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Alberta has a new policy for Métis Harvesting as of September 1, 2019. To view the new policy, see:

The Government of Alberta is responsible for managing our Province’s fish resources. This includes as a first priority the proper management and conservation of fish stocks in order to ensure an abundance of fish in the future.

In Alberta, the rights of Indigenous people are recognized in law and by government policy. The Government of Alberta is committed to sustaining an Indigenous food fishery within the constraints of fish conservation obligations. Domestic fishing licences are made available to First Nations and recognized Métis harvesters and other persons who can demonstrate a need.


The Métis are one of the Aboriginal peoples of Canada referenced in the Constitution, in addition to First Nations (referred to in law as Indians), and Inuit. Alberta's Métis have played an integral role in Alberta's history, society and economy even before Alberta became a province.

Métis Harvesters

Currently there are about 1,600 recognized Métis harvesters in Alberta. In 2016, there were about 134,500 licensed recreational hunters active in Alberta; recognized Métis harvesters equate to less than 1% of said licensed hunters.

What are Métis Harvesting Rights?

The 2003 Supreme Court of Canada decision, R. v. Powley, found that a Métis collective in Sault Ste. Marie, Ontario has an Aboriginal right to hunt for food and is recognized and affirmed under section 35 of the Constitution Act, 1982, in the Sault Ste. Marie area. In that case, the Supreme Court of Canada set out the test to be applied to determine whether a Métis collective has an aboriginal right to harvest. This test forms the basis of Alberta's current Métis Harvesting in Alberta policy.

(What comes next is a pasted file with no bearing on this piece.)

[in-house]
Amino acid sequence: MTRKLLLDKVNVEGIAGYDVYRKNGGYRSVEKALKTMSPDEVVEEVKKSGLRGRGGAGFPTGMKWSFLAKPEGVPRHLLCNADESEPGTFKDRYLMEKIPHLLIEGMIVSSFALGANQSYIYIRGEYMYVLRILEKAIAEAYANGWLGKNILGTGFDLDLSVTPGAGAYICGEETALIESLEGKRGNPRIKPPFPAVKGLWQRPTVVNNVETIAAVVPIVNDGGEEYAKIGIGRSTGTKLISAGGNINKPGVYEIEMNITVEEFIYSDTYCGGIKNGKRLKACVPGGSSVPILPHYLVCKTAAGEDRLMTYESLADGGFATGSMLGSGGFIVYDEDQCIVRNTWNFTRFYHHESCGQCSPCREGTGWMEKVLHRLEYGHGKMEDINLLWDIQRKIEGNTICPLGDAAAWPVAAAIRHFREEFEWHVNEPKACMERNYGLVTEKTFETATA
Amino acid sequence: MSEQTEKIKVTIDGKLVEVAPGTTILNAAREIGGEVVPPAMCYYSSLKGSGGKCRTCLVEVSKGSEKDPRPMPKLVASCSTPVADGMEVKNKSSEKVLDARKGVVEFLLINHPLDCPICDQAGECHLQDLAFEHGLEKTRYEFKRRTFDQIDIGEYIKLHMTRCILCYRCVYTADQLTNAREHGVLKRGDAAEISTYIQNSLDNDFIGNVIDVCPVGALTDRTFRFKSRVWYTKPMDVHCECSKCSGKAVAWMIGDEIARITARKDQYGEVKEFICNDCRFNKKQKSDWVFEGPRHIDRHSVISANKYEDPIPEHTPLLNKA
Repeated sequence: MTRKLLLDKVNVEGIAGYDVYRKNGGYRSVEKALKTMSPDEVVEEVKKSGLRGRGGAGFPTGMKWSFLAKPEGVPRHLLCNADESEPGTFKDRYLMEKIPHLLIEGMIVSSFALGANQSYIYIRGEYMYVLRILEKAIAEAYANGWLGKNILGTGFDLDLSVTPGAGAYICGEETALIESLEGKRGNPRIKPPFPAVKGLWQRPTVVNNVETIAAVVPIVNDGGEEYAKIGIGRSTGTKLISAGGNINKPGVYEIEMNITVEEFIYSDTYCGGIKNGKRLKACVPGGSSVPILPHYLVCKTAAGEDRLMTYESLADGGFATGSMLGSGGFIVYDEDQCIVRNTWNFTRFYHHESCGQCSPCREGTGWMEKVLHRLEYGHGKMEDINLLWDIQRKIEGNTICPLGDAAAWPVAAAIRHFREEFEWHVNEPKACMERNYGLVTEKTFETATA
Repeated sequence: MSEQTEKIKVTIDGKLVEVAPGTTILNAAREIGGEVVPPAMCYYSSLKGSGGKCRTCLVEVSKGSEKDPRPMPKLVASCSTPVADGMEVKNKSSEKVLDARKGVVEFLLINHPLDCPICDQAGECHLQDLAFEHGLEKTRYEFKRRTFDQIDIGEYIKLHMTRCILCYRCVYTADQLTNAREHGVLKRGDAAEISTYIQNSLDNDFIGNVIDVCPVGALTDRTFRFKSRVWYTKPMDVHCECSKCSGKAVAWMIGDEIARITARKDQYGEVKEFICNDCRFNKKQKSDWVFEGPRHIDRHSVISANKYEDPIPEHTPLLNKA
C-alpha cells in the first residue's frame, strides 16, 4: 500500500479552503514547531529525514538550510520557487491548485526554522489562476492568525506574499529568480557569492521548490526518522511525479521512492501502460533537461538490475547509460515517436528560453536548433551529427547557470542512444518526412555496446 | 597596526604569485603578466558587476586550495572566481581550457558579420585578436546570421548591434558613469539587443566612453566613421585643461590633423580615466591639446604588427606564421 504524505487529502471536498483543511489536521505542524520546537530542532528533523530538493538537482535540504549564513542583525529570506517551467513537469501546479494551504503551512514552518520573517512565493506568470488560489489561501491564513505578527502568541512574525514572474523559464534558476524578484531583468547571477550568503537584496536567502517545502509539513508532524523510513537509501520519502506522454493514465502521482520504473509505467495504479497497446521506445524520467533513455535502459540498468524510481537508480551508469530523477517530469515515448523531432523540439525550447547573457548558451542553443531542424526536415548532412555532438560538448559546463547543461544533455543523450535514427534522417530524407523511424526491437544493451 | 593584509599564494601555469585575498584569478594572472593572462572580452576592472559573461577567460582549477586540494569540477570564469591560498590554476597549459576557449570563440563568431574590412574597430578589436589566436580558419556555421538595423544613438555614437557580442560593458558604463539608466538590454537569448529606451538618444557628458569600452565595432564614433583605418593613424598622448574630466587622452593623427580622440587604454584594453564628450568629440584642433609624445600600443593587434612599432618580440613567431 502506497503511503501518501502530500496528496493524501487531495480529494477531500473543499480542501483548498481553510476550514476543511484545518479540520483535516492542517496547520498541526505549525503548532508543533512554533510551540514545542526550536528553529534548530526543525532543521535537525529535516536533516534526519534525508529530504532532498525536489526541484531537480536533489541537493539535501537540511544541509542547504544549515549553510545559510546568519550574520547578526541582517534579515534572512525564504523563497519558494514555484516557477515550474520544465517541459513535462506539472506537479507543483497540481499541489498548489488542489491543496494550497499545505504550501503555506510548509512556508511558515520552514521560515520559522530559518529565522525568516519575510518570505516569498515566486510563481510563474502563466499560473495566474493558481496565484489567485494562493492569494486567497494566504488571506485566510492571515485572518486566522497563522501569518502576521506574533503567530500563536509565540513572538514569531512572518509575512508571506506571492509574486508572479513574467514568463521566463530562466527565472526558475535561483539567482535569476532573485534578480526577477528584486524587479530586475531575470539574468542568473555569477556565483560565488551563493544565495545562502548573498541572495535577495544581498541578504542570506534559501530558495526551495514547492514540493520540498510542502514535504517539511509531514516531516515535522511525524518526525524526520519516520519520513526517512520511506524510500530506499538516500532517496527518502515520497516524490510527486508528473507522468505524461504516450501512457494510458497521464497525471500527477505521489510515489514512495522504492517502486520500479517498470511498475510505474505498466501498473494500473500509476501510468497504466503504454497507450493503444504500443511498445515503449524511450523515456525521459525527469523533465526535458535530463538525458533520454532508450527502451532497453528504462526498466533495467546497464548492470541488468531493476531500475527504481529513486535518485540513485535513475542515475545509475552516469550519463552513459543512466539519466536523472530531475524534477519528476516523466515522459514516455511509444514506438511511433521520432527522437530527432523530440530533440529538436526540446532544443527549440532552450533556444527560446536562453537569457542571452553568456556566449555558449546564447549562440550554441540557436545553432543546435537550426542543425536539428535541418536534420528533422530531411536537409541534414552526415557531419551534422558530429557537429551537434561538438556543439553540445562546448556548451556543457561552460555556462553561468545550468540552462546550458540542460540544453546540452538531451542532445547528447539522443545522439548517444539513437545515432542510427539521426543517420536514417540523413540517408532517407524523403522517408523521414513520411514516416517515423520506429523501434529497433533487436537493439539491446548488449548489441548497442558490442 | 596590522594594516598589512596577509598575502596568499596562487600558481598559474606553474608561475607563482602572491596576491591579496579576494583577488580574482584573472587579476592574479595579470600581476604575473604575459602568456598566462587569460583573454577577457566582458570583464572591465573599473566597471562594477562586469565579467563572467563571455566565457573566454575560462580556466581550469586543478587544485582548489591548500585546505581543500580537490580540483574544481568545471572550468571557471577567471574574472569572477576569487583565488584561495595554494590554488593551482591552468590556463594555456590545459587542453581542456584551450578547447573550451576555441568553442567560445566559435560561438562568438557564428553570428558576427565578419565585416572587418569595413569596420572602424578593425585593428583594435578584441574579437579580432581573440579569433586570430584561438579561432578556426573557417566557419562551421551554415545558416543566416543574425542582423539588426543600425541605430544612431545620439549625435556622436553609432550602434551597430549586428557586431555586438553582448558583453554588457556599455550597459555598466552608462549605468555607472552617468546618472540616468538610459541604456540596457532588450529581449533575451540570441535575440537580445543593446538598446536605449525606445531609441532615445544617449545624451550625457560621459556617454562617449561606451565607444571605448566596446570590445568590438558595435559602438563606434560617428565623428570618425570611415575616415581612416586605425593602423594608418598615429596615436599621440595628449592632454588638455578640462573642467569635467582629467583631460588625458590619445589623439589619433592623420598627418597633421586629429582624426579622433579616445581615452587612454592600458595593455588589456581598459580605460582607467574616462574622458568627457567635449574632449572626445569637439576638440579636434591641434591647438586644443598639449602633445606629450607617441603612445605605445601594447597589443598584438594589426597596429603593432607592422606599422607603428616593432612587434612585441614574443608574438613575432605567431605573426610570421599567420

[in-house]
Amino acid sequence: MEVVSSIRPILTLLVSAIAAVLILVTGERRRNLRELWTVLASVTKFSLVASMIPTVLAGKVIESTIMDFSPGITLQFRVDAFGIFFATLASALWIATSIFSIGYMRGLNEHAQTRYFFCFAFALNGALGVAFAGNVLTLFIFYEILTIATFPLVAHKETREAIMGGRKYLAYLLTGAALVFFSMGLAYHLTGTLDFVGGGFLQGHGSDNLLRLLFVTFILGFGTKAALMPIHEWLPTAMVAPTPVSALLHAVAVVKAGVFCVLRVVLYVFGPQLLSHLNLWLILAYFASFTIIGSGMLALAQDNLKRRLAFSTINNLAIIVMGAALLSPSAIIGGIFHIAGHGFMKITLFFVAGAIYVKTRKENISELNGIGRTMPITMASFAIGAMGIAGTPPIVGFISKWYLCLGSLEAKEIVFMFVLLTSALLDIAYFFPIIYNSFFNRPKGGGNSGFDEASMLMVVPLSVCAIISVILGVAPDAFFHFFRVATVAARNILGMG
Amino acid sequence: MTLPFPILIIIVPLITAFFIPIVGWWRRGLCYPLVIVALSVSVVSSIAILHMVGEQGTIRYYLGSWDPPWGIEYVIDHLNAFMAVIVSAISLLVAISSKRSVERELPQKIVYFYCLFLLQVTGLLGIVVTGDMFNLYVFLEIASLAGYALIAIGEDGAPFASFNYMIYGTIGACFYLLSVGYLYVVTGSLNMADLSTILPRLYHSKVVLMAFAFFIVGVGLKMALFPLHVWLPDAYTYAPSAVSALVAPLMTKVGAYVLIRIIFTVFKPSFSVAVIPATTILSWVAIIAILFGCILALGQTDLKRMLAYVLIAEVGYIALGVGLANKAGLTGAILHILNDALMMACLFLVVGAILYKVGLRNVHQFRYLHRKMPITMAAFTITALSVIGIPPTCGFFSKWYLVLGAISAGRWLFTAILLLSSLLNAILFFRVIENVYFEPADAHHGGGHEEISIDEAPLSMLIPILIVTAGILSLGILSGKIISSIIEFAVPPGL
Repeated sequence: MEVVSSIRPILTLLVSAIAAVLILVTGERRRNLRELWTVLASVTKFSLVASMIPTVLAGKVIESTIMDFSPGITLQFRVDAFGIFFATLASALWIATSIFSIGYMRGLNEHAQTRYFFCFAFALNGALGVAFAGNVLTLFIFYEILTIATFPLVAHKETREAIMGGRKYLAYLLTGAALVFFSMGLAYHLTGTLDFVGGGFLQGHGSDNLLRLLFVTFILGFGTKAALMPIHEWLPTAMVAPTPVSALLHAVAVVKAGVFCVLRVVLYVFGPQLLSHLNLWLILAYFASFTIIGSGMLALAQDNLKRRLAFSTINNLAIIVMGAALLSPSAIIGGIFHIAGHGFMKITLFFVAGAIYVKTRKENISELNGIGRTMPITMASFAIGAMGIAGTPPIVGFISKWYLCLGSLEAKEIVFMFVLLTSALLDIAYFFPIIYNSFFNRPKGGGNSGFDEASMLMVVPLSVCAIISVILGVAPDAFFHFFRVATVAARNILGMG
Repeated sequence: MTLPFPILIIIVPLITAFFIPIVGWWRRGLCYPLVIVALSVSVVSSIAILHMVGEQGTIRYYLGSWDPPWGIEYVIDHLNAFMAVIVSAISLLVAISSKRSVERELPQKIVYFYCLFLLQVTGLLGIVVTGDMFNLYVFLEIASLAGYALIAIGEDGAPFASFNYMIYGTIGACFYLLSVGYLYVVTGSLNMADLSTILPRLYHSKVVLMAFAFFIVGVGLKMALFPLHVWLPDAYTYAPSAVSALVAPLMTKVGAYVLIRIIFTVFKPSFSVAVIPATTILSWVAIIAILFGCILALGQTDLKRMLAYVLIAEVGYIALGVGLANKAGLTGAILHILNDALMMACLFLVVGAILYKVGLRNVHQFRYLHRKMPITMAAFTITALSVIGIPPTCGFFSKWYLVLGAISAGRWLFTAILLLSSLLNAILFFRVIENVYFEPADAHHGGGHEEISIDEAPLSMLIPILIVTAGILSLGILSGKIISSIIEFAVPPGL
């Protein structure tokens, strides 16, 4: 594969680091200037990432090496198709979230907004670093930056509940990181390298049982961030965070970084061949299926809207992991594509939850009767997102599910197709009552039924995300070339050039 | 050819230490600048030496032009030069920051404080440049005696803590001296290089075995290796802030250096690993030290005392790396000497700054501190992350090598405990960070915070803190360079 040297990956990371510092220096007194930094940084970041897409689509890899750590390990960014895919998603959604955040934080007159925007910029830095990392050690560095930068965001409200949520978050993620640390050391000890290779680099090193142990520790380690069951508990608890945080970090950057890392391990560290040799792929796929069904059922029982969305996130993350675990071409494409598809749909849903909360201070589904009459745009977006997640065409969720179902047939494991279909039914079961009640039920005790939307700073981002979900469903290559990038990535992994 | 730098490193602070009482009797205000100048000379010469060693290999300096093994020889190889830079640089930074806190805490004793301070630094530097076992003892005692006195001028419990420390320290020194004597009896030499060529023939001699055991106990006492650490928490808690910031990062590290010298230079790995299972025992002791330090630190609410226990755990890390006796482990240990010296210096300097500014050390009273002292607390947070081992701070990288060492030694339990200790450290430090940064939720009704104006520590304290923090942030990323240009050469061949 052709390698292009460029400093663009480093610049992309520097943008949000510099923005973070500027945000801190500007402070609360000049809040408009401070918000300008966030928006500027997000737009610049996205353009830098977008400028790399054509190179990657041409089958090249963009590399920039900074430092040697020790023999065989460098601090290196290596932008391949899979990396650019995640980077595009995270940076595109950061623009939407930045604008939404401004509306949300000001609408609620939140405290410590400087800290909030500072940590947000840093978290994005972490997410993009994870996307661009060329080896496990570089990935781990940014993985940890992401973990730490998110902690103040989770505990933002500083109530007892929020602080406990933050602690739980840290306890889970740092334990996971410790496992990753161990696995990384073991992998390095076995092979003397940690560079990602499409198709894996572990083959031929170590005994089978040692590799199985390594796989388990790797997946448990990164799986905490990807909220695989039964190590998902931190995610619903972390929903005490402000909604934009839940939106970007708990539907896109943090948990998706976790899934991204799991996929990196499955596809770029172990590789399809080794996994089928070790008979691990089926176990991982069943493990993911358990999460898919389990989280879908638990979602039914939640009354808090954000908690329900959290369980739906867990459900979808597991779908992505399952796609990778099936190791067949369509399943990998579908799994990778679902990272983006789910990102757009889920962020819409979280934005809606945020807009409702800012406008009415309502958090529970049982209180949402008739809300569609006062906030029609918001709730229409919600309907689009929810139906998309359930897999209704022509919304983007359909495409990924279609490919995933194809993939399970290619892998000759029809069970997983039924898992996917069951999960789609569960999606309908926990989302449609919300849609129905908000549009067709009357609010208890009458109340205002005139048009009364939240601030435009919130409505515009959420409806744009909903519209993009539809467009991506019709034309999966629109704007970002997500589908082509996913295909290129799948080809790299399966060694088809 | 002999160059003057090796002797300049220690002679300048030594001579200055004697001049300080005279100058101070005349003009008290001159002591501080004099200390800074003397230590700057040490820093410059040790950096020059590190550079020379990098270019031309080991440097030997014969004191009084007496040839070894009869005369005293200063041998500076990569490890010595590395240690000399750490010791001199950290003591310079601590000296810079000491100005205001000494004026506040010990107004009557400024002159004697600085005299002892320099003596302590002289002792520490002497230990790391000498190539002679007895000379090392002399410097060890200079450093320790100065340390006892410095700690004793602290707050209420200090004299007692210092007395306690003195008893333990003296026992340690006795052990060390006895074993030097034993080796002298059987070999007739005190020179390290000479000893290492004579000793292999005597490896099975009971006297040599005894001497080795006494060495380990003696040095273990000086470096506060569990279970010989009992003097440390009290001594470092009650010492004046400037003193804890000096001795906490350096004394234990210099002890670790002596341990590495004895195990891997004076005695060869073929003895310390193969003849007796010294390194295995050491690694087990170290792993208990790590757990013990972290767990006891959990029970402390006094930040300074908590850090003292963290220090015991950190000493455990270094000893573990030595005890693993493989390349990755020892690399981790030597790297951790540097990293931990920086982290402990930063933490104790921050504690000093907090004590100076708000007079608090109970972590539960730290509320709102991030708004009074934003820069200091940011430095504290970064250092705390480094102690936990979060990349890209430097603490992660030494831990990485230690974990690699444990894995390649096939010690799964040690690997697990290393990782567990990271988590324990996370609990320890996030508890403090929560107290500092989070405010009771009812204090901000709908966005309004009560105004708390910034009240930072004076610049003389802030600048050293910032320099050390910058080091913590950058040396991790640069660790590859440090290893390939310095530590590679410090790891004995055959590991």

Métis Harvesting Policy

Alberta’s Métis Harvesting Policy follows the principles outlined by the Supreme Court of Canada in R. v. Powley (2003) and provides the framework for recognizing Métis individuals who may have rights to harvest game and fish for food in Alberta. The intent of the policy review was to ensure the policy is consistent with case law, while considering the needs of Métis Harvesters.

First Nations People with Harvesting Rights

This short summary covers the basics on Treaty Indian hunting rights and responsibilities in Alberta, and pertains to First Nations' people in the province who are defined as Indians under the federal Indian Act and who hunt game for food.

Indigenous people with harvesting rights in Alberta may obtain a free-of-charge domestic fishing license to harvest fish for food from eligible waters for themselves and their immediate household members, using a gill net or rod and reel, following specified conditions put in place for conservation purposes. Fish harvested under a domestic fishing licence may not be sold, bought, traded or bartered. Fishing for food under the authority of a domestic fishing licence generally provides increased fish harvest opportunities in comparison to recreational fishing.

The rules in place for domestic fishing licences in those eligible waters may vary and be adjusted annually.

For more information on obtaining a domestic fishing licence, please contact the nearest Alberta Environment and Parks office.

Note: All persons between the ages of 16 and 65, not having harvesting rights in Alberta, who fish with rod and reel are required to obtain a sportfishing licence and follow all applicable sportfishing rules.

Related Legislation

Government of Canada

Further Questions

If you have further questions regarding these subjects, please speak with a fish and Wildlife Officer or Fisheries Biologist.